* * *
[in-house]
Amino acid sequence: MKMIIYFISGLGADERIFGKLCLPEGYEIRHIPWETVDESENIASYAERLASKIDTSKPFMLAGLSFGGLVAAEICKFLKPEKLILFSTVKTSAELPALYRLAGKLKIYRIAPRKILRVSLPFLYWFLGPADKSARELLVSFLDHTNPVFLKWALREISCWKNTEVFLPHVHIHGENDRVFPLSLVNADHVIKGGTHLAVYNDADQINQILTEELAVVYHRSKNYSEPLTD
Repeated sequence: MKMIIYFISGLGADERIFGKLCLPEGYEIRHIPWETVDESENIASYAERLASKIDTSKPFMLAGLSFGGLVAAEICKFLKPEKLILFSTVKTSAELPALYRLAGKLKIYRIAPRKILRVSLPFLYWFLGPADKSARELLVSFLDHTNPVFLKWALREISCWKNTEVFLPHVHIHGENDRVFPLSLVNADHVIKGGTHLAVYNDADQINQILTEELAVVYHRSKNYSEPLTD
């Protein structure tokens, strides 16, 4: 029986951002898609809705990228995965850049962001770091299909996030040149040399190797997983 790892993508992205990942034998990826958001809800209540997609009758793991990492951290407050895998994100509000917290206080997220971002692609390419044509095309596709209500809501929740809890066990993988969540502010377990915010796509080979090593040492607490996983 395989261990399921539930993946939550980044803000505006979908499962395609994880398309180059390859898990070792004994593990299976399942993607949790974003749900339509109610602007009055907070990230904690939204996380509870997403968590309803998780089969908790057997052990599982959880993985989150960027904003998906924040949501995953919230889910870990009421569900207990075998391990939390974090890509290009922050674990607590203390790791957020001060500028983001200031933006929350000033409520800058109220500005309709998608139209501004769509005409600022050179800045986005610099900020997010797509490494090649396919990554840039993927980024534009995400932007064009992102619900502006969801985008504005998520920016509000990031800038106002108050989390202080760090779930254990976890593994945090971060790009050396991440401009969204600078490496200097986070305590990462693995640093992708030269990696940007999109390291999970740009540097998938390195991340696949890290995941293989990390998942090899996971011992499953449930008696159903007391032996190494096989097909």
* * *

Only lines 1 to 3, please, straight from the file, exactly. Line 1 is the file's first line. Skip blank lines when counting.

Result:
[in-house]
Amino acid sequence: MKMIIYFISGLGADERIFGKLCLPEGYEIRHIPWETVDESENIASYAERLASKIDTSKPFMLAGLSFGGLVAAEICKFLKPEKLILFSTVKTSAELPALYRLAGKLKIYRIAPRKILRVSLPFLYWFLGPADKSARELLVSFLDHTNPVFLKWALREISCWKNTEVFLPHVHIHGENDRVFPLSLVNADHVIKGGTHLAVYNDADQINQILTEELAVVYHRSKNYSEPLTD
Repeated sequence: MKMIIYFISGLGADERIFGKLCLPEGYEIRHIPWETVDESENIASYAERLASKIDTSKPFMLAGLSFGGLVAAEICKFLKPEKLILFSTVKTSAELPALYRLAGKLKIYRIAPRKILRVSLPFLYWFLGPADKSARELLVSFLDHTNPVFLKWALREISCWKNTEVFLPHVHIHGENDRVFPLSLVNADHVIKGGTHLAVYNDADQINQILTEELAVVYHRSKNYSEPLTD